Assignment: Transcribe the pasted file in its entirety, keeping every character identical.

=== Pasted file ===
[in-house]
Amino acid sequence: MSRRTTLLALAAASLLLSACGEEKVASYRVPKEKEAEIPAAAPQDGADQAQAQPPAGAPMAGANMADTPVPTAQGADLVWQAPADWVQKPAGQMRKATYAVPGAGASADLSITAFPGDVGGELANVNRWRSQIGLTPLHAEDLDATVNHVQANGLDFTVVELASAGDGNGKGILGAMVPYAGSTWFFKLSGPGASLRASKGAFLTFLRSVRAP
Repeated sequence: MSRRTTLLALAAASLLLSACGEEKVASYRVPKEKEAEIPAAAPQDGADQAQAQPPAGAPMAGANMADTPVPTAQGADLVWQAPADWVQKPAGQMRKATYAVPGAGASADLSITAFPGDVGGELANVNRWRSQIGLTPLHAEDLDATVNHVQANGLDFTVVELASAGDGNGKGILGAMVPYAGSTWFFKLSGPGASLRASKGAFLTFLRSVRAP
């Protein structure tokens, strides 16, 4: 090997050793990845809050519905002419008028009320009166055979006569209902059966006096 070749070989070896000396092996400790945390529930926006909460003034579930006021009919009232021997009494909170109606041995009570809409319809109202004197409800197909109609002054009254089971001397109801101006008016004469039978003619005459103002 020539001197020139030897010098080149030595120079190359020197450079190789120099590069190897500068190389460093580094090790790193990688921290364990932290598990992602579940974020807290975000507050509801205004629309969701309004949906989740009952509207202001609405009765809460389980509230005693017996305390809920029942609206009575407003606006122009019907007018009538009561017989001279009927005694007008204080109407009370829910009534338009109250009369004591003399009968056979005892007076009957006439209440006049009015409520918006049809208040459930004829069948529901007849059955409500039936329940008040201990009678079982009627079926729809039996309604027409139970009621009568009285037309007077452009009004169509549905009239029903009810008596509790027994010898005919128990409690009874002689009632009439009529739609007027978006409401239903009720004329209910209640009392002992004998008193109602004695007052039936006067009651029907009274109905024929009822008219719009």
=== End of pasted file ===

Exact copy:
[in-house]
Amino acid sequence: MSRRTTLLALAAASLLLSACGEEKVASYRVPKEKEAEIPAAAPQDGADQAQAQPPAGAPMAGANMADTPVPTAQGADLVWQAPADWVQKPAGQMRKATYAVPGAGASADLSITAFPGDVGGELANVNRWRSQIGLTPLHAEDLDATVNHVQANGLDFTVVELASAGDGNGKGILGAMVPYAGSTWFFKLSGPGASLRASKGAFLTFLRSVRAP
Repeated sequence: MSRRTTLLALAAASLLLSACGEEKVASYRVPKEKEAEIPAAAPQDGADQAQAQPPAGAPMAGANMADTPVPTAQGADLVWQAPADWVQKPAGQMRKATYAVPGAGASADLSITAFPGDVGGELANVNRWRSQIGLTPLHAEDLDATVNHVQANGLDFTVVELASAGDGNGKGILGAMVPYAGSTWFFKLSGPGASLRASKGAFLTFLRSVRAP
């Protein structure tokens, strides 16, 4: 090997050793990845809050519905002419008028009320009166055979006569209902059966006096 070749070989070896000396092996400790945390529930926006909460003034579930006021009919009232021997009494909170109606041995009570809409319809109202004197409800197909109609002054009254089971001397109801101006008016004469039978003619005459103002 020539001197020139030897010098080149030595120079190359020197450079190789120099590069190897500068190389460093580094090790790193990688921290364990932290598990992602579940974020807290975000507050509801205004629309969701309004949906989740009952509207202001609405009765809460389980509230005693017996305390809920029942609206009575407003606006122009019907007018009538009561017989001279009927005694007008204080109407009370829910009534338009109250009369004591003399009968056979005892007076009957006439209440006049009015409520918006049809208040459930004829069948529901007849059955409500039936329940008040201990009678079982009627079926729809039996309604027409139970009621009568009285037309007077452009009004169509549905009239029903009810008596509790027994010898005919128990409690009874002689009632009439009529739609007027978006409401239903009720004329209910209640009392002992004998008193109602004695007052039936006067009651029907009274109905024929009822008219719009």